Further, Mr. Capriotti works on a case-by-case basis with lawyers who work primarily in other fields of law. Sometimes, the client's individual cases make it necessary to consult an immigration attorney. For example, to explore the options of work visas for a big sales company, or even to explore the immigration consequences of a criminal conviction for a client in a criminal case.
Finally, Mr. Capriotti also teaches as an Adjunct Professor in Immigration Law at the Northwestern School of Law of Lewis & Clark College.
3. My Internship
My work as trainee for Mr. Capriotti included various tasks, making the internship even more interesting. First of all, I learned the basics in immigration law. I sat in on client consultations and assisted with application/petition preparation. Briefly, I got to know the basic work of an immigration lawyer, got the chance to assist in some legal tasks. Thus, I learned a lot about U.S. immigration law in a very short time.
By updating and revising existing web pages and creating new web pages, I applied the knowledge I gained on immigration law while sitting in during client consultations, while attending Mr. Capriotti's class and while assisting in the preparation of different visa applications. I also learned more about the Internet and its possibilities.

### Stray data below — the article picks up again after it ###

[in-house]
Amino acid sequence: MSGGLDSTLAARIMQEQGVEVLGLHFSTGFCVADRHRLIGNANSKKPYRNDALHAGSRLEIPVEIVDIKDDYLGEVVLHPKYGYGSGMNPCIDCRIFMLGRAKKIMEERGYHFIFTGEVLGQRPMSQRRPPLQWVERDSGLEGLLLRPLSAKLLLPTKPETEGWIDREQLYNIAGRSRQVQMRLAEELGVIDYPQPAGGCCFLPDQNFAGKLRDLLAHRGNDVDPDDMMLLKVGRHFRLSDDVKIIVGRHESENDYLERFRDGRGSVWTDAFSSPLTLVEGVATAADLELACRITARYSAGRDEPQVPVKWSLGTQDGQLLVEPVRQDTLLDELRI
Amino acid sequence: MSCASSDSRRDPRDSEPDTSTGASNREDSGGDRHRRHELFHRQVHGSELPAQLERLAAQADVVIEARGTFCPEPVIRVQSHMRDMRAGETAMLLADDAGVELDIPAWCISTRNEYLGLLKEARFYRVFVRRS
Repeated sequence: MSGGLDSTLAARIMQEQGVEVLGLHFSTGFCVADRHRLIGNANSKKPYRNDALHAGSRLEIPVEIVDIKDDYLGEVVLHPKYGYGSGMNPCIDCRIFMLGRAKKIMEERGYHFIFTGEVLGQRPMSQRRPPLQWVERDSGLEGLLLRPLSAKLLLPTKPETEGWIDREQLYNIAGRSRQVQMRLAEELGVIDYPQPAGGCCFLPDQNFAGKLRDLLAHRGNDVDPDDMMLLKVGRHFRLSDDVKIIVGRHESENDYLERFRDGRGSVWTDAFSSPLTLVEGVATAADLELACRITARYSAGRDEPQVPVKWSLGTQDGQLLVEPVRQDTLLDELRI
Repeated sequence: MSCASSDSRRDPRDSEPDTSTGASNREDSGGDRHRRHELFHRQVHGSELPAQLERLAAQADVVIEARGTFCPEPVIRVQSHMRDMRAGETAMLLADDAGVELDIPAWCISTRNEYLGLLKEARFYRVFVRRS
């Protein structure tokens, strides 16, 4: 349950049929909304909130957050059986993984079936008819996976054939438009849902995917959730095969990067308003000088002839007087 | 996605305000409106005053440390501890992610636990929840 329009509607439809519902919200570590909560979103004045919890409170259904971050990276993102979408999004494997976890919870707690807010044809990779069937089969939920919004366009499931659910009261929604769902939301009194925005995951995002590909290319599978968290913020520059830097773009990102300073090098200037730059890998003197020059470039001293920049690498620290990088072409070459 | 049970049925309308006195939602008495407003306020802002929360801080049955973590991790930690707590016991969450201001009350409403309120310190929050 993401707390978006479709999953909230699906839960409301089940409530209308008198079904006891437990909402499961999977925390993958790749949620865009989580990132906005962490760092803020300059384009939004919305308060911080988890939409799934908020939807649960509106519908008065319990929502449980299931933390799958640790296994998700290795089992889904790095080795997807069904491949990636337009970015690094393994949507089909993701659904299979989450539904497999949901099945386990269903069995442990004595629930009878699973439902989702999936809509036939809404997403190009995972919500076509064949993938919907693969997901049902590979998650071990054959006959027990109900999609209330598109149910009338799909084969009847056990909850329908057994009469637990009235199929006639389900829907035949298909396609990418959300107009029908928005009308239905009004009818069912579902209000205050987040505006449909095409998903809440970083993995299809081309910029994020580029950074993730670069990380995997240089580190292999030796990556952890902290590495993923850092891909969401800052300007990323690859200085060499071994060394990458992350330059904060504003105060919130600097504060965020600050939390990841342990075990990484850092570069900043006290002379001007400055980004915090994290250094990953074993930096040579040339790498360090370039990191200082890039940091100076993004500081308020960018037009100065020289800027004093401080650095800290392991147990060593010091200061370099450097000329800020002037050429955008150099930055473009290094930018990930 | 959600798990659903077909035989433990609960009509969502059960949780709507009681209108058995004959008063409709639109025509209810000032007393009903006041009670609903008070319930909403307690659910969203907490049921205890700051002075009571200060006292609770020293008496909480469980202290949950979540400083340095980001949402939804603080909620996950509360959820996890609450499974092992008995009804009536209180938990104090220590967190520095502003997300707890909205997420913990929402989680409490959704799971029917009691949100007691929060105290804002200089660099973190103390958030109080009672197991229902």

Furthermore, I had the chance to sit in on some hearings at the Immigration Court, and I joined Mr. Capriotti at an A.I.L.A. meeting. Both of the opportunities gave me a fairly good impression of the American Legal System.
In addition, I assisted Prof. Capriotti with his law class at the Northwestern School of Law of Lewis & Clark College. I experienced slightly their way of teaching and learning, and their campus life, which is quite different from what I've experienced in Zurich, Switzerland and Liege, Belgium. Besides attending Prof. Capriotti's class, I availed myself of every chance to listen to speeches from visiting law professors from all over the world, which broadened my horizons even more! During my time at the Northwestern School of Law of Lewis & Clark College, I met a lot of Americans, but also some foreign (visiting) students. I made some real good friends, with whom I spent most of my free time and some unforgettable weekends!
From a legal point of view, I learned about the work of a U.S. lawyer, the U.S. law system, immigration law in detail, and law schools. Further, I was able to extend my knowledge and experience with regard to work on web pages and on the internet in general.
Socially, my stay in Portland was a great and valuable experience. I've learned a lot about the American culture, which is quite diverse, and the American way of thinking and living. Having met some great friends, it brightened my days (especially the rainy ones) and made my stay even more enjoyable.
In short terms, I'm glad and lucky to have been able to participate in this kind of internship, and experience another culture.
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The information given in this Web site is intended as general information only.
It does not substitute for the services of an immigration attorney in a specific case.